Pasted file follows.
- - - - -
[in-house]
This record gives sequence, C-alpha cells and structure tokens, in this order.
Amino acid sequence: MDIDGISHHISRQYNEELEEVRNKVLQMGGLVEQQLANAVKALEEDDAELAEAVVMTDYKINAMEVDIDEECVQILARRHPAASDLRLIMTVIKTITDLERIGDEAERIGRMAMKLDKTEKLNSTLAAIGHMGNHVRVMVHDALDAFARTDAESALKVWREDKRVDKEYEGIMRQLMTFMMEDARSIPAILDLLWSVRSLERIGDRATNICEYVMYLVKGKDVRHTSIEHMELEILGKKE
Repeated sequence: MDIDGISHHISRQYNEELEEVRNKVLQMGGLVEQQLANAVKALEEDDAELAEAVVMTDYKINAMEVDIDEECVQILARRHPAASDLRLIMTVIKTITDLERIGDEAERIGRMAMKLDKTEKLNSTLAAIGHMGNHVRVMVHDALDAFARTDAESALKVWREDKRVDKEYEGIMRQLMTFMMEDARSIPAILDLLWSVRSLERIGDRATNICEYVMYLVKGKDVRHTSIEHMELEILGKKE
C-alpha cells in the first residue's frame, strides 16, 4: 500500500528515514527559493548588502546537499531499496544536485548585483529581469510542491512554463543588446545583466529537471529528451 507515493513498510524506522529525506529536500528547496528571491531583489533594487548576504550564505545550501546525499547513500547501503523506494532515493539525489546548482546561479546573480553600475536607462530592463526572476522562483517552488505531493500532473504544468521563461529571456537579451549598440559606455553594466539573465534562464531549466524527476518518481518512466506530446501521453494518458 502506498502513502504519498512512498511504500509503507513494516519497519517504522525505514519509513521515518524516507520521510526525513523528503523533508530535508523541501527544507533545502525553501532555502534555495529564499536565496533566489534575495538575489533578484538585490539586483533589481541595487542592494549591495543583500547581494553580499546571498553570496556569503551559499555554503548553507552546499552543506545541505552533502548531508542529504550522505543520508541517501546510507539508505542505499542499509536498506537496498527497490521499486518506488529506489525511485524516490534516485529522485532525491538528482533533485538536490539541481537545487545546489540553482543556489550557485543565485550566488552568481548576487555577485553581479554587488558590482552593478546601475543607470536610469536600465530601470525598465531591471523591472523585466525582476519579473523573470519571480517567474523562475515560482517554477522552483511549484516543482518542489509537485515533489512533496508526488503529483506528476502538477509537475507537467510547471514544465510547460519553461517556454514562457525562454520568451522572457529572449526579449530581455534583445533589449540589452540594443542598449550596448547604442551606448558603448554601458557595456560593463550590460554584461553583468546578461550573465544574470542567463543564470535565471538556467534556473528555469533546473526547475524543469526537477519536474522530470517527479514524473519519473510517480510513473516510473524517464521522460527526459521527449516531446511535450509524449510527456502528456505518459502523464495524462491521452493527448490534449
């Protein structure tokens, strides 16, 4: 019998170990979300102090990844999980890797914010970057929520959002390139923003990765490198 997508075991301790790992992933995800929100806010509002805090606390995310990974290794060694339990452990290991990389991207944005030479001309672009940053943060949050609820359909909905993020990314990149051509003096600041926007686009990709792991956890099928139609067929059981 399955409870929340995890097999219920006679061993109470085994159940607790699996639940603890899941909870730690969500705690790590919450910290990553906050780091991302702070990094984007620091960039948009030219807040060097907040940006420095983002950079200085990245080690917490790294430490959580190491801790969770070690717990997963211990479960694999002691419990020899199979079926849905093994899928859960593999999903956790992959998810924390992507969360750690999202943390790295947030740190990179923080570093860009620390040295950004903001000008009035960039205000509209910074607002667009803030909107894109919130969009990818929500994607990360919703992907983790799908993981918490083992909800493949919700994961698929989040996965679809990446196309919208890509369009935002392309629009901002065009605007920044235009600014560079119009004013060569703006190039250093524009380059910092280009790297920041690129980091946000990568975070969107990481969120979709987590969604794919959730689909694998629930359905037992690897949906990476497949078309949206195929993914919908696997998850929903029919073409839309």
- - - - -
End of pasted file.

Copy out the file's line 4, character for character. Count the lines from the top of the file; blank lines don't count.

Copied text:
Repeated sequence: MDIDGISHHISRQYNEELEEVRNKVLQMGGLVEQQLANAVKALEEDDAELAEAVVMTDYKINAMEVDIDEECVQILARRHPAASDLRLIMTVIKTITDLERIGDEAERIGRMAMKLDKTEKLNSTLAAIGHMGNHVRVMVHDALDAFARTDAESALKVWREDKRVDKEYEGIMRQLMTFMMEDARSIPAILDLLWSVRSLERIGDRATNICEYVMYLVKGKDVRHTSIEHMELEILGKKE